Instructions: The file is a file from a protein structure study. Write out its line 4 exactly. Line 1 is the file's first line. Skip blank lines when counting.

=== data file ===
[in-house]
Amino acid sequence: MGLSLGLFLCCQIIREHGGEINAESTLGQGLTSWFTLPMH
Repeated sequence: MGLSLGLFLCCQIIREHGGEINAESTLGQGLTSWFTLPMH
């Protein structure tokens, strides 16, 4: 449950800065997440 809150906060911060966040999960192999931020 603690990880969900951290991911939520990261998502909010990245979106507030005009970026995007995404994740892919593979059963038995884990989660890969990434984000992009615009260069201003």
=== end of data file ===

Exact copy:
């Protein structure tokens, strides 16, 4: 449950800065997440 809150906060911060966040999960192999931020 603690990880969900951290991911939520990261998502909010990245979106507030005009970026995007995404994740892919593979059963038995884990989660890969990434984000992009615009260069201003």